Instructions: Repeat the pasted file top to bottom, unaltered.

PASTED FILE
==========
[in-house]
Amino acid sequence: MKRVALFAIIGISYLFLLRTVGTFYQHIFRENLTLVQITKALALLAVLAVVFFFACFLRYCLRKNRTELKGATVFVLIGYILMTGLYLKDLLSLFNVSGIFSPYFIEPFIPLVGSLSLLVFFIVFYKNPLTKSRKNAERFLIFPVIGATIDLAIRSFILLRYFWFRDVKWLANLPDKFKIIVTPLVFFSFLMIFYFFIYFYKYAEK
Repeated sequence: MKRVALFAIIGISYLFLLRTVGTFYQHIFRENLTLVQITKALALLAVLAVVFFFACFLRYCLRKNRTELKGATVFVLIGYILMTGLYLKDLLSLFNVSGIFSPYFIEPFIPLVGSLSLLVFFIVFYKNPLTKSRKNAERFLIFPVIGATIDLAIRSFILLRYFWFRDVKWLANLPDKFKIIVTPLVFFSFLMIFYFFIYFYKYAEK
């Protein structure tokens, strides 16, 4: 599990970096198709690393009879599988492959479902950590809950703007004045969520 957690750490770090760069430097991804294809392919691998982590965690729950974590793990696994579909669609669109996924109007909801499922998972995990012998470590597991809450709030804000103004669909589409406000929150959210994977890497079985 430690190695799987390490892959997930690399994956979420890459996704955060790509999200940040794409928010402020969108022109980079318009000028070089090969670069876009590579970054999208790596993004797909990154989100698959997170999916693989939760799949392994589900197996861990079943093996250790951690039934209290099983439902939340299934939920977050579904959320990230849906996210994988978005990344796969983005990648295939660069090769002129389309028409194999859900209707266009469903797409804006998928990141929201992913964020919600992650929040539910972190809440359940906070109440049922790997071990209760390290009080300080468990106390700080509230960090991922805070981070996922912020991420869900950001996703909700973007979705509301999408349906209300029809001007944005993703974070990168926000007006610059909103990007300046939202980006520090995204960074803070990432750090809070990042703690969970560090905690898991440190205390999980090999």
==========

[in-house]
Amino acid sequence: MKRVALFAIIGISYLFLLRTVGTFYQHIFRENLTLVQITKALALLAVLAVVFFFACFLRYCLRKNRTELKGATVFVLIGYILMTGLYLKDLLSLFNVSGIFSPYFIEPFIPLVGSLSLLVFFIVFYKNPLTKSRKNAERFLIFPVIGATIDLAIRSFILLRYFWFRDVKWLANLPDKFKIIVTPLVFFSFLMIFYFFIYFYKYAEK
Repeated sequence: MKRVALFAIIGISYLFLLRTVGTFYQHIFRENLTLVQITKALALLAVLAVVFFFACFLRYCLRKNRTELKGATVFVLIGYILMTGLYLKDLLSLFNVSGIFSPYFIEPFIPLVGSLSLLVFFIVFYKNPLTKSRKNAERFLIFPVIGATIDLAIRSFILLRYFWFRDVKWLANLPDKFKIIVTPLVFFSFLMIFYFFIYFYKYAEK
């Protein structure tokens, strides 16, 4: 599990970096198709690393009879599988492959479902950590809950703007004045969520 957690750490770090760069430097991804294809392919691998982590965690729950974590793990696994579909669609669109996924109007909801499922998972995990012998470590597991809450709030804000103004669909589409406000929150959210994977890497079985 430690190695799987390490892959997930690399994956979420890459996704955060790509999200940040794409928010402020969108022109980079318009000028070089090969670069876009590579970054999208790596993004797909990154989100698959997170999916693989939760799949392994589900197996861990079943093996250790951690039934209290099983439902939340299934939920977050579904959320990230849906996210994988978005990344796969983005990648295939660069090769002129389309028409194999859900209707266009469903797409804006998928990141929201992913964020919600992650929040539910972190809440359940906070109440049922790997071990209760390290009080300080468990106390700080509230960090991922805070981070996922912020991420869900950001996703909700973007979705509301999408349906209300029809001007944005993703974070990168926000007006610059909103990007300046939202980006520090995204960074803070990432750090809070990042703690969970560090905690898991440190205390999980090999």